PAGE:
Investing.com – Bitcoin surged higher on Wednesday in a second day of gains, prompting speculation that the recent correction may have run its course.
jumped 6.75% to $11,272.4 on the Investing.com Index by 12:38 PM ET (16:38 GMT).
The typically volatile digital asset has seen a rollercoaster ride since mid-June that took it from $7,888 to a 2019 high of $13,929.8 just one week ago, with gains mostly attributed to Facebook’s announcement of its own cryptocurrency known as Libra, which it plans to launch in 2020.
Amid concerns that the more-than-200% surge so far this year was far too reminiscent of the frenzy that took it to all-time highs of nearly $20,000 before it crashed to $3,000, analysts became cautious and warned of an imminent correction.
That correction appeared to rear its head last Thursday as bitcoin plunged nearly 14% and the largest crypto by market capitalization began a retracement that took it as far as $9,728.5 on Tuesday, a 30% plunge.
The panic caused a Forbes contributor to claim that the “bitcoin bubble bursts” and Nouriel Roubini, chief executive of Roubini Macro Associates, to repeat his long-term stance that there was “still a long way to less than zero as its true value is negative, not zero”.
The potential for recovery seen a day earlier, although perhaps just a break in the downward trend before further losses, appeared to send a sigh of relief through the sector on Wednesday.
Cryptocurrencies overall traded higher on Wednesday. The total cryptocurrency market capitalization rose to $325.27 billion, compared to $312.02 billion a day earlier.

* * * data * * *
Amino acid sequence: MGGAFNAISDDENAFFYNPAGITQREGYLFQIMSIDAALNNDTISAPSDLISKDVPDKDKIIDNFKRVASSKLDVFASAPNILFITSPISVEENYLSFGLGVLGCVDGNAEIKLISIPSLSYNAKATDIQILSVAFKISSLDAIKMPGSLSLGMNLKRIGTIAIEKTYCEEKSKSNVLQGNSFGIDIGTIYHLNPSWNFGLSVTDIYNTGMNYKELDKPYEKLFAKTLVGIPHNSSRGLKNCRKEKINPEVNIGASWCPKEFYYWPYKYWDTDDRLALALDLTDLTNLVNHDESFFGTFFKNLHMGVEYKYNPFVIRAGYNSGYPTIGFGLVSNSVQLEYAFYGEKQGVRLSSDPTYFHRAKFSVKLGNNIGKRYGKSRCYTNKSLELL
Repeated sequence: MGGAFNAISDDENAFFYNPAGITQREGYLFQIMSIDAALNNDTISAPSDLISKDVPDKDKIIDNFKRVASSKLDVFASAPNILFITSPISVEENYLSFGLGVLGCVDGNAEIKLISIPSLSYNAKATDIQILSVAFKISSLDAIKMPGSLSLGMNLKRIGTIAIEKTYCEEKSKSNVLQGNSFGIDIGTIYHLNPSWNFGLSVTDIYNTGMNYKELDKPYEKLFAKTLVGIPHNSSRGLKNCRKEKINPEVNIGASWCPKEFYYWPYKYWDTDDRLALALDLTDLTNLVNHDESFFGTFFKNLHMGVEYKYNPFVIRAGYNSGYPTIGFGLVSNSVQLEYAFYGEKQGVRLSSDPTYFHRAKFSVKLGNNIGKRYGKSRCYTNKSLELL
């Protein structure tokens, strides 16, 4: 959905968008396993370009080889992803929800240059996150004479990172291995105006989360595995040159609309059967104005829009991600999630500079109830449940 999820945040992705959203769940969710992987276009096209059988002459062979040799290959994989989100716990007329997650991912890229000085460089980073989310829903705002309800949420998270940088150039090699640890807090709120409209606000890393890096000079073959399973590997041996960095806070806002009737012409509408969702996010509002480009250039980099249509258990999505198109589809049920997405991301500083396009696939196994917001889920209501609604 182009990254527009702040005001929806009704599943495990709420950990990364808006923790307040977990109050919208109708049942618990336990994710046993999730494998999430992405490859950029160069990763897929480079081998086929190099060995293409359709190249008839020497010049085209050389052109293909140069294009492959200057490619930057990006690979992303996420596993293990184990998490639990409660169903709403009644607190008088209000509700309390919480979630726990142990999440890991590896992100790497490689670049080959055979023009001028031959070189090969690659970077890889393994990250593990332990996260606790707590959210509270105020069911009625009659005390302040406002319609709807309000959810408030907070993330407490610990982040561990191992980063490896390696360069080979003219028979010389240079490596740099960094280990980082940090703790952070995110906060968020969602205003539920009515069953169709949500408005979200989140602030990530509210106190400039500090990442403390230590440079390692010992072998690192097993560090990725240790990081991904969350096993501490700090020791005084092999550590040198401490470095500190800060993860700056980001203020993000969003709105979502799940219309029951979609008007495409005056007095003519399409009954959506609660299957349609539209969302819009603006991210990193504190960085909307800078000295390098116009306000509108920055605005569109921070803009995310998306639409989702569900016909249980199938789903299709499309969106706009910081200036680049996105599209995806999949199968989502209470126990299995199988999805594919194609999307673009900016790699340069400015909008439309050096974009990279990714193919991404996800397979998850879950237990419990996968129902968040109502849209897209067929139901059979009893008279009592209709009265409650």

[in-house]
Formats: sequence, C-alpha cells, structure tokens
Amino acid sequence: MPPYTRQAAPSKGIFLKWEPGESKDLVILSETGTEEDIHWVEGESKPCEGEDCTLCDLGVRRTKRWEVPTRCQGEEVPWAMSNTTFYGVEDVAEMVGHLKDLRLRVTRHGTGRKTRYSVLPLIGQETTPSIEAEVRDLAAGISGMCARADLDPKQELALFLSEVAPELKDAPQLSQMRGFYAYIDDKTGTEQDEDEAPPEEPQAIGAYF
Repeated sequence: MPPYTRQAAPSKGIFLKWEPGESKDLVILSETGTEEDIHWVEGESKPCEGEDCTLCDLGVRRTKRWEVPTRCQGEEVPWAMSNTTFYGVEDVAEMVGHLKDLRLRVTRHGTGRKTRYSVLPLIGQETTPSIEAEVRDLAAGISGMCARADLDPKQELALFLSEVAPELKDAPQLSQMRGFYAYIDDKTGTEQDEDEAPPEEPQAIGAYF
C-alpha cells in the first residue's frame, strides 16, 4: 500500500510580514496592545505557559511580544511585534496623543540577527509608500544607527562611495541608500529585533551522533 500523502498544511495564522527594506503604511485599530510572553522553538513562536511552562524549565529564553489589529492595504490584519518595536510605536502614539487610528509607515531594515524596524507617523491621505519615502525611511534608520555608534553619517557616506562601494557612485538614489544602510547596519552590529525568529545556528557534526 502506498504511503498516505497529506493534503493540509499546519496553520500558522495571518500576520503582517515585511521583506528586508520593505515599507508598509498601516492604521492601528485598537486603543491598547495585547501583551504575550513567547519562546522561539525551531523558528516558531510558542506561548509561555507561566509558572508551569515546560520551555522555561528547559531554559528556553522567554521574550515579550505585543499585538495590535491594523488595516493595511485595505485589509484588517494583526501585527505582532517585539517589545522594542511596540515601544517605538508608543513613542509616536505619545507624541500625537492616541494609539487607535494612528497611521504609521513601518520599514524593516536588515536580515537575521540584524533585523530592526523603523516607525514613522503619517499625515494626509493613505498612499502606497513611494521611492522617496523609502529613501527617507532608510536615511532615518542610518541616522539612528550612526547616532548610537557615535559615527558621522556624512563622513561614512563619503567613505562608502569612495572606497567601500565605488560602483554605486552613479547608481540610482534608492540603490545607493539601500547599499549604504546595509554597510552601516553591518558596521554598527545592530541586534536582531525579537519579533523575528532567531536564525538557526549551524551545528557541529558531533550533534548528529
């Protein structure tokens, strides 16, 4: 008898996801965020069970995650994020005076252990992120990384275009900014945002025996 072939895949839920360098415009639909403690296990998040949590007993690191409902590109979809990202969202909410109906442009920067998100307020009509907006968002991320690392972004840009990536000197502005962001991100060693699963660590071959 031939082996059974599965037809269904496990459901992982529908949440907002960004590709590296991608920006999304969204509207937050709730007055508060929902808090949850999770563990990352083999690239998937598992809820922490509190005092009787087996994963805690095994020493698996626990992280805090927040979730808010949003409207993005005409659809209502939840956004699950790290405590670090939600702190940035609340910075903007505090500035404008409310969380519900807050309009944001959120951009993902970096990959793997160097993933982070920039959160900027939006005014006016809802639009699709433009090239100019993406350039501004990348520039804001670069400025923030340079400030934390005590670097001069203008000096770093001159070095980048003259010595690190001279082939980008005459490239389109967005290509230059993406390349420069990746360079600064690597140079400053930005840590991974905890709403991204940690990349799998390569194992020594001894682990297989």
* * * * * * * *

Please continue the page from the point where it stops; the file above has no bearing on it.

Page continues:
Among bitcoin’s closest rivals, rose 4.8% to $293.86, advanced 2.1% to $0.39838, increased 3.4% at $119.853, while traded up 3.9% to $408.37.
Among news regarding the sector as a whole, the Cuban government said late Tuesday it was studying the as part of a series of measures to boost its economy amid a deepening crisis exacerbated by U.S. sanctions.
British regulator the Financial Conduct Authority proposed Wednesday the to retail consumers from early 2020 due to what it considers the prevalence of market abuses.
The FCA noted that prices of crypto-assets – which include currencies like bitcoin as well as tokens representing other tradeable assets – are very volatile and there is a lack of a clear investment need for products referencing them.
— Reuters contributed to this report.
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